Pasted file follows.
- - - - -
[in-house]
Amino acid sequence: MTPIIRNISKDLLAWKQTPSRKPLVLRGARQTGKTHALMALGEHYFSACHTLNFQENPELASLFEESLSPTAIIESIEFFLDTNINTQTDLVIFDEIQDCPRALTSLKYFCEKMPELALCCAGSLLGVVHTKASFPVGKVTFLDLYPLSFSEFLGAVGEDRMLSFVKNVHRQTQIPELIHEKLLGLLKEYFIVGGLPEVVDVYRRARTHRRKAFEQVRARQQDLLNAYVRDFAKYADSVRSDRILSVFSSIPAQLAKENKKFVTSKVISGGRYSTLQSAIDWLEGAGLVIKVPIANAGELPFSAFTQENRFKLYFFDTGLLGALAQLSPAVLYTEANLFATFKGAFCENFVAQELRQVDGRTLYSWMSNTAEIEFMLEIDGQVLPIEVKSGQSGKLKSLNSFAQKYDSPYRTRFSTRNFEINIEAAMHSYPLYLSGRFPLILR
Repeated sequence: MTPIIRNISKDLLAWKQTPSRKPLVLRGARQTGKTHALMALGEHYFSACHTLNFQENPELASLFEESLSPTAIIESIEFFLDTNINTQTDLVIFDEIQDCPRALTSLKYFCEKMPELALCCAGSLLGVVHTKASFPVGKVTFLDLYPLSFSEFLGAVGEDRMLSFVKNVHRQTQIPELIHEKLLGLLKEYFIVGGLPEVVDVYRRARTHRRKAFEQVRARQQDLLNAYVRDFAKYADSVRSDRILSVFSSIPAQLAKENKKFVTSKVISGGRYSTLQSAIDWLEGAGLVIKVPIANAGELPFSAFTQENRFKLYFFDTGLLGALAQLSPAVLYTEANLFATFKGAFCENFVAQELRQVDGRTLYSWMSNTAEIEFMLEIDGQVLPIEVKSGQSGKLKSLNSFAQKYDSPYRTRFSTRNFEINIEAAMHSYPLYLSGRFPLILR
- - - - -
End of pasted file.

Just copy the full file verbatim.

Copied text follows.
[in-house]
Amino acid sequence: MTPIIRNISKDLLAWKQTPSRKPLVLRGARQTGKTHALMALGEHYFSACHTLNFQENPELASLFEESLSPTAIIESIEFFLDTNINTQTDLVIFDEIQDCPRALTSLKYFCEKMPELALCCAGSLLGVVHTKASFPVGKVTFLDLYPLSFSEFLGAVGEDRMLSFVKNVHRQTQIPELIHEKLLGLLKEYFIVGGLPEVVDVYRRARTHRRKAFEQVRARQQDLLNAYVRDFAKYADSVRSDRILSVFSSIPAQLAKENKKFVTSKVISGGRYSTLQSAIDWLEGAGLVIKVPIANAGELPFSAFTQENRFKLYFFDTGLLGALAQLSPAVLYTEANLFATFKGAFCENFVAQELRQVDGRTLYSWMSNTAEIEFMLEIDGQVLPIEVKSGQSGKLKSLNSFAQKYDSPYRTRFSTRNFEINIEAAMHSYPLYLSGRFPLILR
Repeated sequence: MTPIIRNISKDLLAWKQTPSRKPLVLRGARQTGKTHALMALGEHYFSACHTLNFQENPELASLFEESLSPTAIIESIEFFLDTNINTQTDLVIFDEIQDCPRALTSLKYFCEKMPELALCCAGSLLGVVHTKASFPVGKVTFLDLYPLSFSEFLGAVGEDRMLSFVKNVHRQTQIPELIHEKLLGLLKEYFIVGGLPEVVDVYRRARTHRRKAFEQVRARQQDLLNAYVRDFAKYADSVRSDRILSVFSSIPAQLAKENKKFVTSKVISGGRYSTLQSAIDWLEGAGLVIKVPIANAGELPFSAFTQENRFKLYFFDTGLLGALAQLSPAVLYTEANLFATFKGAFCENFVAQELRQVDGRTLYSWMSNTAEIEFMLEIDGQVLPIEVKSGQSGKLKSLNSFAQKYDSPYRTRFSTRNFEINIEAAMHSYPLYLSGRFPLILR